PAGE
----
(WINNIPEG, ON) – Recent revelations about the Ontario government’s relationship with the Beer Store have led to renewed interest in reforming Ontario’s byzantine liquor regulations. Many of the policy implications have been discussed ad nauseum, but one remains curiously absent from the debate; accessibility.
As of August 2014, the Beer Store operated 448 outlets in Ontario. Excluding a small number of craft breweries, the province had a total of 1,773 alcohol vendors.
By contrast, Alberta has over 2,000 vendors to serve less than half of Ontario’s population, and 2/3rds of its land mass.
New York City, which is less than 1/1,000 the size of Ontario and has 2/3rds of its population, contains 1,368 wine and liquor stores on top of the grocery stores, gas stations, and drug stores that sell beer in the State.
In short, Ontario’s retail alcohol sales outlets are incredibly sparse.
To some, alcohol accessibility might seem like a minor concern. After all, people can just pick up beer on the drive home, right?
That might work out for drivers, though it’s not clear that making alcohol sales largely auto-dependant is a good thing, but it’s another story for non-drivers.
There are parts of downtown Toronto where the closest alcohol outlet is a long hike past many convenience stores and bars. For low-income suburban residents, the closest outlet can be a long transit journey away.
Those with physical disabilities face even greater barriers.
Ontarians pay with their time and money to artificially boost the Beer Store’s bottom line.
From the standpoint of a monopolist, having few outlets makes perfect sense. Building and running more outlets would cost more money. They obviously don’t expect that doing so would appreciably increase their sales, otherwise they would build more outlets.
Instead, they force people to use the small number of outlets; convenience be damned.
If this line of argument sounds familiar, it’s because the same concerns exist with another highly regulated industry; banking.
The federal New Democrats have proposed the idea of capping ATM fees, noting that low-income Canadians disproportionately pay those costs. While the proposal misses the mark, it does touch on the relevant problem that many poor communities lack convenient banking access.
Consequently, many residents either withdraw money from banks they don’t have accounts with, meaning they pay fees, or from white-label ATMs that charge steeper fees. This is a legitimate problem that could get worse as banks close locations to save money.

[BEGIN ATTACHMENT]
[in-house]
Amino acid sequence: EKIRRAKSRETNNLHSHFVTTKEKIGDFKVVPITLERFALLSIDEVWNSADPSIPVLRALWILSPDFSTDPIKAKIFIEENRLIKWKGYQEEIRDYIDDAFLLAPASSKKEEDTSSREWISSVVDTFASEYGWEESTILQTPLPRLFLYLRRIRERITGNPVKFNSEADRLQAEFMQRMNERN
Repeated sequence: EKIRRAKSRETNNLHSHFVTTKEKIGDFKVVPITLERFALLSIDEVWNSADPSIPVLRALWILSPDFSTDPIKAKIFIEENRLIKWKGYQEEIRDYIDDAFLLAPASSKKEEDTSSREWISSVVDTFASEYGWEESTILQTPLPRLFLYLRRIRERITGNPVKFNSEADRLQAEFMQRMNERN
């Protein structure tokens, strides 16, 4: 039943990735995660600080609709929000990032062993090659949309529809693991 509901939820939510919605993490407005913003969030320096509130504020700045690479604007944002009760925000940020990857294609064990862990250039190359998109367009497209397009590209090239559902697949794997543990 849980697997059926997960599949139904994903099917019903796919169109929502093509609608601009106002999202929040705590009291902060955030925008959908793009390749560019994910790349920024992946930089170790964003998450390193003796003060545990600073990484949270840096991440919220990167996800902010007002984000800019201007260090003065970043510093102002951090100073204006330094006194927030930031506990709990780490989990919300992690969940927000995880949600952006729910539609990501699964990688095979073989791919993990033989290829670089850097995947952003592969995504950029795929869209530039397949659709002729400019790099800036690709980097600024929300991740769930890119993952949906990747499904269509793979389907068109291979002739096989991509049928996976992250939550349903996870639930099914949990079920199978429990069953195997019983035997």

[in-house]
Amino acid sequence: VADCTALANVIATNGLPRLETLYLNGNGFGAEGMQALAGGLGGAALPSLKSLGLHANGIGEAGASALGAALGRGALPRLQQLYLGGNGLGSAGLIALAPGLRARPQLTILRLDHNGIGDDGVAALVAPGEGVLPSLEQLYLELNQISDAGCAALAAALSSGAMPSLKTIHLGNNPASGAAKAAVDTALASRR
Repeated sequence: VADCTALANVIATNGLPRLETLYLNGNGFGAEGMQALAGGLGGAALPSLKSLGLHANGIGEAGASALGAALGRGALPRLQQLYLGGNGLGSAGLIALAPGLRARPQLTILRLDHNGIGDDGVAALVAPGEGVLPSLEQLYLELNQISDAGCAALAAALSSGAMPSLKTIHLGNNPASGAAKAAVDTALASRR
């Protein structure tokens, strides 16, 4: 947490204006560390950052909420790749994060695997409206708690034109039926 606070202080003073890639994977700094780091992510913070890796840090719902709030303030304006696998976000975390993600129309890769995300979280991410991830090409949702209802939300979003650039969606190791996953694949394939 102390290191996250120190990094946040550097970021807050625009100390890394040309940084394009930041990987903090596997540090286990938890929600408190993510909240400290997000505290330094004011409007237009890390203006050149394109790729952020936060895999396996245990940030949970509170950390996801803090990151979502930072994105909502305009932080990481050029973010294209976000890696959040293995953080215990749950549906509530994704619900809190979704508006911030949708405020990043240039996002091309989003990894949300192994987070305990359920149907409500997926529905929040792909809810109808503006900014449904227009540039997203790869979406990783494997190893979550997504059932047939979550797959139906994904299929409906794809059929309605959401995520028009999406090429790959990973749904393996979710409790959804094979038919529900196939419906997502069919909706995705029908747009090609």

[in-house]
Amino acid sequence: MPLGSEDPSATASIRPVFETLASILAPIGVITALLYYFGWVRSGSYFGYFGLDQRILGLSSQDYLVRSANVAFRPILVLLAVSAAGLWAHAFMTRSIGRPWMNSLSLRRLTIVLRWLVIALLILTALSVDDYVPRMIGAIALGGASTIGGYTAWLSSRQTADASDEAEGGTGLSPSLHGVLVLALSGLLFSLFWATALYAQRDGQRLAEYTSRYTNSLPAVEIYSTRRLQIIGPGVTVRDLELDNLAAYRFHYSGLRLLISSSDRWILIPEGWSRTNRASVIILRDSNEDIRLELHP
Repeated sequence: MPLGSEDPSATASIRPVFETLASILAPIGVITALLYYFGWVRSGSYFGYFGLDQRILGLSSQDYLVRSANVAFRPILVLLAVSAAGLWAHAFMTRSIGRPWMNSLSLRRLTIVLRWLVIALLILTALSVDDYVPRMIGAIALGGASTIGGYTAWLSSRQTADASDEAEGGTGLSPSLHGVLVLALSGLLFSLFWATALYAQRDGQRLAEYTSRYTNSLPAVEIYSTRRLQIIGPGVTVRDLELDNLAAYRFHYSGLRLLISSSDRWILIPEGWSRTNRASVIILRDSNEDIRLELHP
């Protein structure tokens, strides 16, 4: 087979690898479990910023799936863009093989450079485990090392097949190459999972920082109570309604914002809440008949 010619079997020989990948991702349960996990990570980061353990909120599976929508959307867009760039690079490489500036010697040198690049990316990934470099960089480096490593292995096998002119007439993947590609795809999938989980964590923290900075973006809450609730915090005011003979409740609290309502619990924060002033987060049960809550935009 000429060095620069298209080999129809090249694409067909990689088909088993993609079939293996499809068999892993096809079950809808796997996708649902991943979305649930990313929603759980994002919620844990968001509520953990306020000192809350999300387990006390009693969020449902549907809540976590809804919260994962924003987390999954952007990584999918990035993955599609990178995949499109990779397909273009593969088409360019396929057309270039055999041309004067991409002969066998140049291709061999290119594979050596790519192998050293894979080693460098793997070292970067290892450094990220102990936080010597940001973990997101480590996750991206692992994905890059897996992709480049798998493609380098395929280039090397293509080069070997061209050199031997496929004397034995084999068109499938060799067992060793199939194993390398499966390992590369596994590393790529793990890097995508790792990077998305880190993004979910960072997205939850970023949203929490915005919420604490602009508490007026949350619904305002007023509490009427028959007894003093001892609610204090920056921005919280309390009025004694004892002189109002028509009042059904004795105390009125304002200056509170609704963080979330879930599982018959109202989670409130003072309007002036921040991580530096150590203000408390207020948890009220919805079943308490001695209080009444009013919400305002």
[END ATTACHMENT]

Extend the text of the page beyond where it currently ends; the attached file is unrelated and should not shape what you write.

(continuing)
It is a particular concern for low-income, transit dependent, suburban residents, who are already saddled with long commutes. It could be the case that the costs and complexities of commercial banking inevitably mean that some communities will be underserved, but no such argument exists for alcohol distribution.
Accessibility of retail alcohol isn’t merely an Ontario problem. Manitoba and Saskatchewan each have provincially owned liquor stores, which follow the same low-outlet density model. Both provinces allow off-sales at licensed hotels, which typically purchase products from the provincial liquor distributor at or near the full retail price, then tack on an additional mark-up.
Though they do help to fill in gaps regarding accessibility, they are often located in low-income, urban neighbourhoods, meaning that the additional cost is borne by lower income residents in Winnipeg, Regina, or Saskatoon.
Some argue that increasing access to alcohol would lead to a raft of social problems. They note that communities with a high density of alcohol outlets tend to have higher crime indicators.
Some of this is self-selection.
Certain people, such as students, tend to locate in the type of neighbourhood where alcohol is more accessible. But even if extreme outlet densities can lead to social problems, Toronto wouldn’t burst into anarchy if, say, craft brewers were able to sell beer in convenience stores or supermarkets.
Accessibility is crucial to any discussion of liquor policy. If a highly regulated industry, selling a widely popular product, isn’t providing reasonably accessible service to consumers, something is amiss.
It is particularly problematic when lower-income consumers are disproportionately affected.
If the Beer Store wants to keep costs down by having a small number of outlets, they should be allowed to do so. But they should not be allowed to prevent competitors from filling in the accessibility gap.
Steve Lafleur is the Assistant Research Director and a policy analyst for the Frontier Centre for Public Policy, an independent think tank based in Winnipeg, MB. His primary research interests are housing and land use policies, transportation and infrastructure, criminal justice policy, immigration, inter-governmental fiscal relations, and municipal finances. He holds a BA in Political Science from Laurentian University (2008), and an MA in Political Science from Wilfrid Laurier University (2010).